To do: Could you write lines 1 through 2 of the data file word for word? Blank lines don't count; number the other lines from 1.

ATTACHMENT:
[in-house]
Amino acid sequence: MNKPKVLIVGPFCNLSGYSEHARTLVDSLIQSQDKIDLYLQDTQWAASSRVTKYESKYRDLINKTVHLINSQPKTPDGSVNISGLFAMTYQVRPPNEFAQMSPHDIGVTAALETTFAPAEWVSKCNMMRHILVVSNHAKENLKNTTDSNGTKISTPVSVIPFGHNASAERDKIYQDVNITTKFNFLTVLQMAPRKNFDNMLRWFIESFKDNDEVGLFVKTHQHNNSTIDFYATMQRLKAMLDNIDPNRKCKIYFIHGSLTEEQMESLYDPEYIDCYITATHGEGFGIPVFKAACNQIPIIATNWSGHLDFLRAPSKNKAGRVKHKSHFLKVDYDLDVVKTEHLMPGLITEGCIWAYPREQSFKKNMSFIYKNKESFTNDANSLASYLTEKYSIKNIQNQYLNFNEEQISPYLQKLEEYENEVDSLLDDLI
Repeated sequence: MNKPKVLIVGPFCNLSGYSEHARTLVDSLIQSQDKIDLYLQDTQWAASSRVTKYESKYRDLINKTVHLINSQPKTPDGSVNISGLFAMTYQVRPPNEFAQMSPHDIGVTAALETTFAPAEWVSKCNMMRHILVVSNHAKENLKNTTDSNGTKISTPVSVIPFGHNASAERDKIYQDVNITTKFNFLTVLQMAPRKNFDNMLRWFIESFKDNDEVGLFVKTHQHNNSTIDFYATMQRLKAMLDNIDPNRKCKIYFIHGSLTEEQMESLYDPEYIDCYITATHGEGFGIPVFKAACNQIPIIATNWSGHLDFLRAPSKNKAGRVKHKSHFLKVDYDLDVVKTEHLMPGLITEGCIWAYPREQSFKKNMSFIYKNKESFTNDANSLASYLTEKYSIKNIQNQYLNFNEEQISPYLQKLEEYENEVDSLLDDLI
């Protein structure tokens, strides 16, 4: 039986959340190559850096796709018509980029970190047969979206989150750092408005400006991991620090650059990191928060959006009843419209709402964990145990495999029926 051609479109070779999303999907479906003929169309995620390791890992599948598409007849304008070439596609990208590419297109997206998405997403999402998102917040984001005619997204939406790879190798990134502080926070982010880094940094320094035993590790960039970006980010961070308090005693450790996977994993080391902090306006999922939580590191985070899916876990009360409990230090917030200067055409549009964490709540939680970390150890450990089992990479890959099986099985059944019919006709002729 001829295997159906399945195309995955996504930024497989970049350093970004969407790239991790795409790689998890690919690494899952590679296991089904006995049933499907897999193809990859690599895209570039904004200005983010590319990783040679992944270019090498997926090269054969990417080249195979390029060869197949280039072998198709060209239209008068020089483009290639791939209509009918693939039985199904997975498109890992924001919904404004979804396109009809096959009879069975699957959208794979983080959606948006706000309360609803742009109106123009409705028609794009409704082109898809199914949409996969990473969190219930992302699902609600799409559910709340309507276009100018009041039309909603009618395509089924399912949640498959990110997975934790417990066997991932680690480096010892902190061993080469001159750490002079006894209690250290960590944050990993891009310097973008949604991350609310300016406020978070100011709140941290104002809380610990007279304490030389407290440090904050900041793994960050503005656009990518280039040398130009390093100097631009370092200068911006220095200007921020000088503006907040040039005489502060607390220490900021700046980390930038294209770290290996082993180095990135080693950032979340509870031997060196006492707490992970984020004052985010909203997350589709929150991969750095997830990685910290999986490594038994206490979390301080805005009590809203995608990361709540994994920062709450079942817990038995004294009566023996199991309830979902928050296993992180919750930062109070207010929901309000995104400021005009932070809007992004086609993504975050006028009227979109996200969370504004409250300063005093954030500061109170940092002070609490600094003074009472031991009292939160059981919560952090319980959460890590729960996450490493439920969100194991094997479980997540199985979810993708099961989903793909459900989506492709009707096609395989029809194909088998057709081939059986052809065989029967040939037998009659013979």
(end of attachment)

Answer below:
[in-house]
Amino acid sequence: MNKPKVLIVGPFCNLSGYSEHARTLVDSLIQSQDKIDLYLQDTQWAASSRVTKYESKYRDLINKTVHLINSQPKTPDGSVNISGLFAMTYQVRPPNEFAQMSPHDIGVTAALETTFAPAEWVSKCNMMRHILVVSNHAKENLKNTTDSNGTKISTPVSVIPFGHNASAERDKIYQDVNITTKFNFLTVLQMAPRKNFDNMLRWFIESFKDNDEVGLFVKTHQHNNSTIDFYATMQRLKAMLDNIDPNRKCKIYFIHGSLTEEQMESLYDPEYIDCYITATHGEGFGIPVFKAACNQIPIIATNWSGHLDFLRAPSKNKAGRVKHKSHFLKVDYDLDVVKTEHLMPGLITEGCIWAYPREQSFKKNMSFIYKNKESFTNDANSLASYLTEKYSIKNIQNQYLNFNEEQISPYLQKLEEYENEVDSLLDDLI